Objective The aim of this study was to investigate whether milk fortified with folic acid enhances the folate status of humans and whether the presence of folate-binding proteins (FBP) in pasteurised milk affects the bioavailability of folic acid from fortified milk. In untreated and pasteurised milk, folate occurs bound to FBP, while FBP is (partly) denatured in ultra-high-temperature (UHT)-treated milk. The effect of FBP on folate bioavailability is still unclear. Design, subjects and setting Healthy, free-living subjects (n=69) aged 18-49 y participated in a 4-week double-blind, placebo-controlled dietary intervention study. Intervention In addition to a fully controlled diet, the subjects consumed each day 500 ml of pasteurised or UHT milk, either fortified or not with 200 g folic acid. Results Consumption of fortified milk increased folate concentrations in serum and in red blood cells (RBC) by 6.6-7.0 nmol/l (P
No effect of folic acid supplementation in the course of 1 year on heamostasis markers and C-reactive protein in older adults
Klerk, M. ; Durga, J. ; Schouten, E.G. ; Kluft, C. ; Kok, F.J. ; Verhoef, P. - \ 2005
Thrombosis and Haemostasis 94 (2005)1. - ISSN 0340-6245 - p. 96 - 100.
von-willebrand-factor - ischemic-heart-disease - plasminogen-activator inhibitor - homocysteine-lowering treatment - endothelial dysfunction - cardiovascular-disease - methylenetetrahydrofolate reductase - risk-factor - hyperhomocysteinaemic patients - myocardial-
Elevated homocysteine levels are associated with an increased cardiovascular disease (CVD) risk, but the underlying mechanism is still unclear. High homocysteine might affect the endothelium, and consequently lead to impaired haemostasis. In a randomized placebo controlled trial among 276 older adults with plasma total homocysteine concentrations above 13 mM at screening, we investigated the effect of homocysteine lowering by folic acid supplementation (0.8 mg/day) for 1 year on markers of endothelial function (vonWillebrand factor), coagulation (tissue factor, factor VIIa, fragments 1+2), and fibrinolysis (fibrin degradation products, tissue-type plasminogen activator), and inflammation (C-reactive protein). Despite a 24% reduction in plasma homocysteine concentration and four-fold increase in serum folate concentration in the folic acid group compared to the placebo group, there was no clear change in any of the haemostasis markers, nor CRP. Although homocysteine is associated with vascular disease risk in the general population,marked lowering of slightly elevated homocysteine concentrations by one-year folic acid supplementation does not influence haemostasis markers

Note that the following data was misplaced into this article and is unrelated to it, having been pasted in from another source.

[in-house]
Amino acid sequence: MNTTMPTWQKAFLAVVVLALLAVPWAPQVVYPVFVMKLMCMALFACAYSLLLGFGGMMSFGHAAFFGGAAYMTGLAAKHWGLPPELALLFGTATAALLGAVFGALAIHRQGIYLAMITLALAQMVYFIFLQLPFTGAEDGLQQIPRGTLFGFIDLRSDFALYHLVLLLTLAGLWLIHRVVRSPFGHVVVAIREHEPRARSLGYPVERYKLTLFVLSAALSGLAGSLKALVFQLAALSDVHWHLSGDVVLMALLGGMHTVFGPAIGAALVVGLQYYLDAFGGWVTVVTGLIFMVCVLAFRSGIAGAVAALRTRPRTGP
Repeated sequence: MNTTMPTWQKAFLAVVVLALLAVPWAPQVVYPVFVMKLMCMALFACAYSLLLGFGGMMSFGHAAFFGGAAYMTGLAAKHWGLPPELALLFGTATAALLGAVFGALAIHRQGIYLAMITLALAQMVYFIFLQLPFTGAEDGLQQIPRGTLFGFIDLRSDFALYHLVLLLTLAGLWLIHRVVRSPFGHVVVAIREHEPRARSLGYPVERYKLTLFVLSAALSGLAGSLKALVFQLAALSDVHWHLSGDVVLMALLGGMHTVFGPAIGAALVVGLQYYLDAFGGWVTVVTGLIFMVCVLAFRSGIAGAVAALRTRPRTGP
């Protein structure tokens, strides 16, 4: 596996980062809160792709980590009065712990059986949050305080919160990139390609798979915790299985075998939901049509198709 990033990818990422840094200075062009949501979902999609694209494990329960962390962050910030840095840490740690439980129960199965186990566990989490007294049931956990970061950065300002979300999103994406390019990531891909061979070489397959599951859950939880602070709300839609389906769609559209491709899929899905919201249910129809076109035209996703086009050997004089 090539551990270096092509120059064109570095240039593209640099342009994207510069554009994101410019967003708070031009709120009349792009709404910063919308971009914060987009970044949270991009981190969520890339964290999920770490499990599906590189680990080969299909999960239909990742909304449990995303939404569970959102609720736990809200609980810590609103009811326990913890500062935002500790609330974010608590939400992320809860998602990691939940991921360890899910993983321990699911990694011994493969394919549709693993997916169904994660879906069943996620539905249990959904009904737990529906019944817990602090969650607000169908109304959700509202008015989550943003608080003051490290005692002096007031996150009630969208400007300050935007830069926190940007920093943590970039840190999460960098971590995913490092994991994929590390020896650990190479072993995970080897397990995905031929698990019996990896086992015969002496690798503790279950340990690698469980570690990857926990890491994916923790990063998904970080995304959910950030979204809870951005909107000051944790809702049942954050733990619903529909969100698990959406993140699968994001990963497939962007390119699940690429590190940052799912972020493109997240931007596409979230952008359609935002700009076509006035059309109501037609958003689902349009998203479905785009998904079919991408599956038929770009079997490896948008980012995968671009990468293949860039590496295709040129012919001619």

Low concentrations of folate, not hyperhomocysteinemia, are associated with carotid intima-media thickness
Durga, J. ; Bots, M.L. ; Schouten, E.G. ; Kok, F.J. ; Verhoef, P. - \ 2005
Atherosclerosis 179 (2005)2. - ISSN 0021-9150 - p. 285 - 292.
stage renal-disease - methylenetetrahydrofolate reductase - plasma homocysteine - general-population - large arteries - heart-disease - risk - atherosclerosis - coronary - mutation
Aim: We examined whether total homocysteine, B vitamins and the 5,10-methylenetetrahydrofolate reductase (MTHFR) 677C ¿ T polymorphism are related to common carotid intima-media thickness, a marker of atherosclerosis, and carotid distension, a marker of arterial stiffness. Methods: We used cross-sectional data from 819 individuals aged 50-70 years. B-mode ultrasound of the distal common carotid arteries was performed to determine maximum carotid intima-media thickness, mean carotid intima-media thickness and distension. Results: Carotid intima-media thickness and distension did not differ across homocysteine, serum folate, vitamin B6 and vitamin B12 quartiles or between MTHFR C677T genotype. Erythrocyte folate was independently associated with maximum carotid intima-media thickness (mean difference first versus third quartile, 0.03 mm, 95% CI 0.004-0.06 mm; first versus fourth quartile, 0.03 mm, 95% CI -0.002 to 0.06 mm). Further adjustment for homocysteine did not affect this association. Folate deficient subjects had greater maximum carotid intima-media thickness than those with high-normal folate concentrations (serum folate: mean difference 0.05 mm, 95% CI 0.01-0.08 mm; erythrocyte folate: mean difference 0.04 mm, 95% CI -0.03 to 0.11 mm). Conclusion: Low folate concentrations, independent of hyperhomocysteinemia, may promote atherogenesis. Our findings confirm the null association of homocysteine with carotid intima-media thickness observed in other population-based studies, suggesting that hyperhomocysteinemia does not perpetuate atherosclerosis or arterial stiffness
Coenzyme binding is beneficial for the stability of 4 hydroxyacetophenone monooxygenase
Heuvel, R.H.H. van den; Tahallah, N. ; Kamerbeek, N.M. ; Fraaije, M.W. ; Berkel, W.J.H. van; Janssen, D.B. ; Heck, A. - \ 2005
Journal of Biological Chemistry 280 (2005)37. - ISSN 0021-9258 - p. 32115 - 32121.
baeyer-villiger monooxygenases - ionization mass-spectrometry - vanillyl-alcohol oxidase - electrospray-ionization - escherichia-coli - methylenetetrahydrofolate reductase - cyclohexanone monooxygenase - synthetic applications - protein complexes - specificity